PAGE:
Laboratory of Metabolic Regulation and Genetics
The Rockefeller University
9 Cambridge Center
Cambridge, MA 02139
2016 Searle Scholar
How the Flow of Metabolites is Rewired in Different Metabolic States
Metabolic plasticity enables organisms to respond and adapt to changes in their environment. While the core components of most pathways of intermediary metabolism have long been described — consisting of approximately 3000 metabolic genes organized in pathways interconnected by 1000s of shared metabolites, it remains poorly understood how the flow of these metabolites is rewired in different metabolic states. This question is particularly relevant in the context of tumors, as cancer cells are frequently starved for nutrients and exposed to toxic waste products due to a combination of increased nutrient consumption and dysfunctional vasculature. Exploring cancer metabolism also provides a tractable system to address a more fundamental question of how metabolic pathways and extracellular cues cooperate to meet the energetic and biosynthetic needs of cells at different metabolic states of metabolic diseases. In the Birsoy lab, we combine a number of cutting-edge techniques — from the development of forward genetics tools (i.e. CRISPR-Cas9 technology) to metabolomics — to elucidate how cellular metabolism contributes to human disorders such as cancer and inborn errors of metabolism. Our long term research goal is to understand how metabolic pathways in mammalian cells are rewired by their nutrient environment and, further, to determine whether these pathways present metabolic liabilities that could be exploited for disease therapy.
Understanding how mitochondrial dysfunction contributes to human disease
The mitochondrial electron transport chain (ETC) consists of four enzyme complexes that transfer electrons from donors like NADH to oxygen, the ultimate electron acceptor. Many metabolic pathways, including glycolysis, the TCA cycle, and beta-oxidation, produce the electron donors that fuel the ETC. In turn, ETC activity impacts a variety of processes beyond energy balance, such as reactive oxygen species (ROS) production, the redox state, mitochondrial membrane potential, mitochondrial protein import, cell death, and signaling. Dysfunctional ETC is involved in diverse pathologies like cancer and neurodegeneration but in most cases it is unclear how ETC dysfunction leads to the specific symptom. We recently found that the key function of ETC in cell proliferation is aspartate synthesis. Building upon this observation, our lab aims to understand how ETC dysfunction influences cellular process and results in diverse disease pathologies of cancer and mitochondrial disorders.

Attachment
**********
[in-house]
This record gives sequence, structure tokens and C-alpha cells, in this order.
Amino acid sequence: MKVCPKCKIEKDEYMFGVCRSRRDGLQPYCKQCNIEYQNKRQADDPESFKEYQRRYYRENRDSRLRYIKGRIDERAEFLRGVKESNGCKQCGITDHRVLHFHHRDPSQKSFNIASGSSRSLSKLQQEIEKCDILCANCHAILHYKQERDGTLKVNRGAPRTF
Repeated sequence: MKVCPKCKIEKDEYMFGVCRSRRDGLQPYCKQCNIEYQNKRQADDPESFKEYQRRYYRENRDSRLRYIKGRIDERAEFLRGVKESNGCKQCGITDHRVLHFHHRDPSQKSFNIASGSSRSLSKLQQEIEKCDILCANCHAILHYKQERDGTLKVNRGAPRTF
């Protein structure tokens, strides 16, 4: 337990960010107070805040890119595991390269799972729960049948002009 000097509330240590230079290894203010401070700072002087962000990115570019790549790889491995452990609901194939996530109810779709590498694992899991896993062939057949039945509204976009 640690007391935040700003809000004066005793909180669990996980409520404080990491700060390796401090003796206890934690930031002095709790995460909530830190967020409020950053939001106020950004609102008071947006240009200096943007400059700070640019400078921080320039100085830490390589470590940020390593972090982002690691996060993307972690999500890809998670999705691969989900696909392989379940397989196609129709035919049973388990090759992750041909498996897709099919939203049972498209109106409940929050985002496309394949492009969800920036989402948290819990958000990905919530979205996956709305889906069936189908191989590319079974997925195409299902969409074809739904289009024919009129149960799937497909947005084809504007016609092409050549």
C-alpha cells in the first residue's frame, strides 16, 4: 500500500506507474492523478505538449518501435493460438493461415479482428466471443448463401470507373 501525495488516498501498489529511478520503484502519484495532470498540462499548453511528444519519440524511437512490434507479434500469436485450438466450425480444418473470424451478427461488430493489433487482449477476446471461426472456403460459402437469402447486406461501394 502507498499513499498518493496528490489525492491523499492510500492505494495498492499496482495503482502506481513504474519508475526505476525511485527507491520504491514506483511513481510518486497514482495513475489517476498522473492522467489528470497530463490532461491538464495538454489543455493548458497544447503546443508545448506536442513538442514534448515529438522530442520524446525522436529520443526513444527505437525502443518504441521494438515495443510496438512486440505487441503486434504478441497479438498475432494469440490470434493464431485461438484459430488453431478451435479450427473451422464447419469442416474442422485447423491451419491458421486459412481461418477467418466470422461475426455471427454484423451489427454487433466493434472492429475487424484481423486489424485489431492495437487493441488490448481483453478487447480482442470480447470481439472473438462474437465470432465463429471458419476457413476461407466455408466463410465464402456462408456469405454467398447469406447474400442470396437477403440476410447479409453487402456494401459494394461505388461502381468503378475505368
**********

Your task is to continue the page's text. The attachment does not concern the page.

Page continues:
Identification of nutrient dependencies of cancer cells
Cancer is a highly heterogeneous disease with different tumor types carrying different mutations and often displaying markedly different responses to treatment. There are about 5000 metabolites in the human serum and different cancers likely show different dependences to these metabolites. To study this question systematically, we aim to map the nutrient responses of cancer cells. This work will reveal a plethora of previously unappreciated metabolic liabilities of cancer cells. The next steps will be to identify molecular basis for these dependencies, associate them with genome and geneexpression profiles, uncover heretofore-unidentified metabolic programs and determine potential druggable targets.
Deciphering the mechanism of metabolite toxicity in inborn errors of metabolism
Toxic accumulation of metabolites and metabolite intermediates is commonly observed in metabolic disorders. Acute or progressive accumulation of toxic compounds can occur due to a metabolic block but also high plasma levels of particular metabolites (i.e. lipotoxicity, vitamin A toxicity). Even though the etiology of these disorders is well characterized, it is unclear why accumulation of certain metabolites is toxic and whether cells can adapt to the metabolite overload. We aim to uncover the molecular basis for the metabolite toxicity but also identify molecular pathways most important for coping with the toxic metabolite accumulation.
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